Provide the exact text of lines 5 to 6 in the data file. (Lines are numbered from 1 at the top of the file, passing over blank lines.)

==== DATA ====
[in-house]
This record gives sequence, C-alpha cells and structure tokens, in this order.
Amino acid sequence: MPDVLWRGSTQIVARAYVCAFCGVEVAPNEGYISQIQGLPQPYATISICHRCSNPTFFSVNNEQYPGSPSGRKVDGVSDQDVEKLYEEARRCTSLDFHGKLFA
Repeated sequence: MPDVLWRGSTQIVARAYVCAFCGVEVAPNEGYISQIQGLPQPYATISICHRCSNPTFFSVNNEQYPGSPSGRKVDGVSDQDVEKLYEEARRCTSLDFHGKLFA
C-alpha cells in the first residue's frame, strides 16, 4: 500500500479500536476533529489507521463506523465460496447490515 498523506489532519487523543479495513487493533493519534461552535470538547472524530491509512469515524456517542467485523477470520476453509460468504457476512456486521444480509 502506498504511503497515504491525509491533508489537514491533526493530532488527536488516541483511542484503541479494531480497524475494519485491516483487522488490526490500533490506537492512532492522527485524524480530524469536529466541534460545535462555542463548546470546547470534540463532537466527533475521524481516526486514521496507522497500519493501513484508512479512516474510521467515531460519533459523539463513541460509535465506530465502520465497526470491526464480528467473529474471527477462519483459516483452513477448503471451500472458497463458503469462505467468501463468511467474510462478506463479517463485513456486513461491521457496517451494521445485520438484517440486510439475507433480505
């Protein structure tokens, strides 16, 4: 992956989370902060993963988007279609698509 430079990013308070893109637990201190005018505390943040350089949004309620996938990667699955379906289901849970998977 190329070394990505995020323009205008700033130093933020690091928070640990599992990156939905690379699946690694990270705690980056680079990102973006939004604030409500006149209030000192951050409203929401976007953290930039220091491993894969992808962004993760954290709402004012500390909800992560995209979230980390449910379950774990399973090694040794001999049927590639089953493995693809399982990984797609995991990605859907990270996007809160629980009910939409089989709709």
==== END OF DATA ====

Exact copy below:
C-alpha cells in the first residue's frame, strides 16, 4: 500500500479500536476533529489507521463506523465460496447490515 498523506489532519487523543479495513487493533493519534461552535470538547472524530491509512469515524456517542467485523477470520476453509460468504457476512456486521444480509 502506498504511503497515504491525509491533508489537514491533526493530532488527536488516541483511542484503541479494531480497524475494519485491516483487522488490526490500533490506537492512532492522527485524524480530524469536529466541534460545535462555542463548546470546547470534540463532537466527533475521524481516526486514521496507522497500519493501513484508512479512516474510521467515531460519533459523539463513541460509535465506530465502520465497526470491526464480528467473529474471527477462519483459516483452513477448503471451500472458497463458503469462505467468501463468511467474510462478506463479517463485513456486513461491521457496517451494521445485520438484517440486510439475507433480505
């Protein structure tokens, strides 16, 4: 992956989370902060993963988007279609698509 430079990013308070893109637990201190005018505390943040350089949004309620996938990667699955379906289901849970998977 190329070394990505995020323009205008700033130093933020690091928070640990599992990156939905690379699946690694990270705690980056680079990102973006939004604030409500006149209030000192951050409203929401976007953290930039220091491993894969992808962004993760954290709402004012500390909800992560995209979230980390449910379950774990399973090694040794001999049927590639089953493995693809399982990984797609995991990605859907990270996007809160629980009910939409089989709709």